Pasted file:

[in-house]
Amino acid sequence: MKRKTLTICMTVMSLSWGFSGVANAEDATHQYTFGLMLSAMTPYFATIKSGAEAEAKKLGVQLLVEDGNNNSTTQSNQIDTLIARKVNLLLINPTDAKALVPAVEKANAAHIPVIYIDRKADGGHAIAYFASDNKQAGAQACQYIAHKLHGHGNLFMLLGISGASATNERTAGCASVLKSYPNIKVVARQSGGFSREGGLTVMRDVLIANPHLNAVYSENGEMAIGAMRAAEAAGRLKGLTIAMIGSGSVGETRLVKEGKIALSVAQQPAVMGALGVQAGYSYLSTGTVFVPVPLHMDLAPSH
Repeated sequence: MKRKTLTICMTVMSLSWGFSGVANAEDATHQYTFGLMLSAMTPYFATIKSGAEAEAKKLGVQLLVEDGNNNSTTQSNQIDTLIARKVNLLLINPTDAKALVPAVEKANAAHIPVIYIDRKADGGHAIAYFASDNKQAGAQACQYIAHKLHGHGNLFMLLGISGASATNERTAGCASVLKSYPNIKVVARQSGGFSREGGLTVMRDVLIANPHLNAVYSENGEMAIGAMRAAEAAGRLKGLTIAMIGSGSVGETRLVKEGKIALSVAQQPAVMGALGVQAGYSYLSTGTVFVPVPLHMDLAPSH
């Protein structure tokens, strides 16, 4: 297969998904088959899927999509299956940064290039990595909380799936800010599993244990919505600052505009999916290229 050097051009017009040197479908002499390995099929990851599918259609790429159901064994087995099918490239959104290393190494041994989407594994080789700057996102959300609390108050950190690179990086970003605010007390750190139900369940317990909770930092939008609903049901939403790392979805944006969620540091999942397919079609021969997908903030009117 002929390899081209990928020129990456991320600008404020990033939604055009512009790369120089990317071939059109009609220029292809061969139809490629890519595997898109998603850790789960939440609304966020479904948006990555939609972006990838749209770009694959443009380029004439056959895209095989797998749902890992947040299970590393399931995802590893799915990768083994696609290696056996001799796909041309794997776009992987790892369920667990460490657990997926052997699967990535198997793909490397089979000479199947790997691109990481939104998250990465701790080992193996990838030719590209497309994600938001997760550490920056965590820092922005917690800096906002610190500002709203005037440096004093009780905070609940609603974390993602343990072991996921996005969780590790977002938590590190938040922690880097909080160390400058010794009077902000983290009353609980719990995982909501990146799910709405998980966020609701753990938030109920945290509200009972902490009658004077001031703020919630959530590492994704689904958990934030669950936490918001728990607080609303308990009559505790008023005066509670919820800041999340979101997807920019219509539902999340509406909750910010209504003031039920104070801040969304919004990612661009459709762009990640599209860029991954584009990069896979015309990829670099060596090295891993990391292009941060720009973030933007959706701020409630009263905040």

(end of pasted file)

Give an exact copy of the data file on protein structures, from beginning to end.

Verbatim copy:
[in-house]
Amino acid sequence: MKRKTLTICMTVMSLSWGFSGVANAEDATHQYTFGLMLSAMTPYFATIKSGAEAEAKKLGVQLLVEDGNNNSTTQSNQIDTLIARKVNLLLINPTDAKALVPAVEKANAAHIPVIYIDRKADGGHAIAYFASDNKQAGAQACQYIAHKLHGHGNLFMLLGISGASATNERTAGCASVLKSYPNIKVVARQSGGFSREGGLTVMRDVLIANPHLNAVYSENGEMAIGAMRAAEAAGRLKGLTIAMIGSGSVGETRLVKEGKIALSVAQQPAVMGALGVQAGYSYLSTGTVFVPVPLHMDLAPSH
Repeated sequence: MKRKTLTICMTVMSLSWGFSGVANAEDATHQYTFGLMLSAMTPYFATIKSGAEAEAKKLGVQLLVEDGNNNSTTQSNQIDTLIARKVNLLLINPTDAKALVPAVEKANAAHIPVIYIDRKADGGHAIAYFASDNKQAGAQACQYIAHKLHGHGNLFMLLGISGASATNERTAGCASVLKSYPNIKVVARQSGGFSREGGLTVMRDVLIANPHLNAVYSENGEMAIGAMRAAEAAGRLKGLTIAMIGSGSVGETRLVKEGKIALSVAQQPAVMGALGVQAGYSYLSTGTVFVPVPLHMDLAPSH
């Protein structure tokens, strides 16, 4: 297969998904088959899927999509299956940064290039990595909380799936800010599993244990919505600052505009999916290229 050097051009017009040197479908002499390995099929990851599918259609790429159901064994087995099918490239959104290393190494041994989407594994080789700057996102959300609390108050950190690179990086970003605010007390750190139900369940317990909770930092939008609903049901939403790392979805944006969620540091999942397919079609021969997908903030009117 002929390899081209990928020129990456991320600008404020990033939604055009512009790369120089990317071939059109009609220029292809061969139809490629890519595997898109998603850790789960939440609304966020479904948006990555939609972006990838749209770009694959443009380029004439056959895209095989797998749902890992947040299970590393399931995802590893799915990768083994696609290696056996001799796909041309794997776009992987790892369920667990460490657990997926052997699967990535198997793909490397089979000479199947790997691109990481939104998250990465701790080992193996990838030719590209497309994600938001997760550490920056965590820092922005917690800096906002610190500002709203005037440096004093009780905070609940609603974390993602343990072991996921996005969780590790977002938590590190938040922690880097909080160390400058010794009077902000983290009353609980719990995982909501990146799910709405998980966020609701753990938030109920945290509200009972902490009658004077001031703020919630959530590492994704689904958990934030669950936490918001728990607080609303308990009559505790008023005066509670919820800041999340979101997807920019219509539902999340509406909750910010209504003031039920104070801040969304919004990612661009459709762009990640599209860029991954584009990069896979015309990829670099060596090295891993990391292009941060720009973030933007959706701020409630009263905040």